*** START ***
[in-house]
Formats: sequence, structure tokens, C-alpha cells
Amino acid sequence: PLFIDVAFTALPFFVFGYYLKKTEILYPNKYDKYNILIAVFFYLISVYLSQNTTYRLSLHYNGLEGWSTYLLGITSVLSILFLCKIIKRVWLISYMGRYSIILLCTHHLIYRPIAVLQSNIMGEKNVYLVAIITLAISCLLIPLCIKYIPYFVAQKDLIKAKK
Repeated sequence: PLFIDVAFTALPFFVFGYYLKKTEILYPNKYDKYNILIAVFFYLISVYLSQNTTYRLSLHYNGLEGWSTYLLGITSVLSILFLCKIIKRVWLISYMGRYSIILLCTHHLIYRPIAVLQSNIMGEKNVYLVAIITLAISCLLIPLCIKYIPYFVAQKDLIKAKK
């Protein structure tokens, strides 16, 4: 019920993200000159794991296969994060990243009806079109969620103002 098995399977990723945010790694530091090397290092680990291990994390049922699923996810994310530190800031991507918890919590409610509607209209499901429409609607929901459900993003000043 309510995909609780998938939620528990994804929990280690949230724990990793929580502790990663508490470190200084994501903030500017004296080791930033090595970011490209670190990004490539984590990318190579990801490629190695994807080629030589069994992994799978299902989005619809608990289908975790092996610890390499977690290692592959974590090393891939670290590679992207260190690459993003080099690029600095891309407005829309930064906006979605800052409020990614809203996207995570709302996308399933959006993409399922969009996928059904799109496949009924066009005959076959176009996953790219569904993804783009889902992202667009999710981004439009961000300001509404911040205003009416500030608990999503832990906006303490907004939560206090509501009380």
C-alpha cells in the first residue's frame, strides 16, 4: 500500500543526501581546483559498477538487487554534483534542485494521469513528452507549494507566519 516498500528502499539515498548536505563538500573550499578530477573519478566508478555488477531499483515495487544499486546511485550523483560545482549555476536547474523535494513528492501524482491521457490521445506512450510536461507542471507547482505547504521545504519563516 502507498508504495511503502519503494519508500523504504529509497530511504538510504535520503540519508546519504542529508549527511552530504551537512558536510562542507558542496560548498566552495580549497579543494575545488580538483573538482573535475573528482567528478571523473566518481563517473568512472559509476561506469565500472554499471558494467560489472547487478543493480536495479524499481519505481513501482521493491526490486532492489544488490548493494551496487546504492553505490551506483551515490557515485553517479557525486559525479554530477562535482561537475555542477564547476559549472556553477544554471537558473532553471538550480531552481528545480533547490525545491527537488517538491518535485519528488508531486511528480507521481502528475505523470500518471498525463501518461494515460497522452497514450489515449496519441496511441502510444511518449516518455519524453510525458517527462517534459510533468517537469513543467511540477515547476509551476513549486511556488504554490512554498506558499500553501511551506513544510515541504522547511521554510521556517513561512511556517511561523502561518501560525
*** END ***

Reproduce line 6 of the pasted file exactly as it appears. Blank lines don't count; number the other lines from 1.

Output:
C-alpha cells in the first residue's frame, strides 16, 4: 500500500543526501581546483559498477538487487554534483534542485494521469513528452507549494507566519 516498500528502499539515498548536505563538500573550499578530477573519478566508478555488477531499483515495487544499486546511485550523483560545482549555476536547474523535494513528492501524482491521457490521445506512450510536461507542471507547482505547504521545504519563516 502507498508504495511503502519503494519508500523504504529509497530511504538510504535520503540519508546519504542529508549527511552530504551537512558536510562542507558542496560548498566552495580549497579543494575545488580538483573538482573535475573528482567528478571523473566518481563517473568512472559509476561506469565500472554499471558494467560489472547487478543493480536495479524499481519505481513501482521493491526490486532492489544488490548493494551496487546504492553505490551506483551515490557515485553517479557525486559525479554530477562535482561537475555542477564547476559549472556553477544554471537558473532553471538550480531552481528545480533547490525545491527537488517538491518535485519528488508531486511528480507521481502528475505523470500518471498525463501518461494515460497522452497514450489515449496519441496511441502510444511518449516518455519524453510525458517527462517534459510533468517537469513543467511540477515547476509551476513549486511556488504554490512554498506558499500553501511551506513544510515541504522547511521554510521556517513561512511556517511561523502561518501560525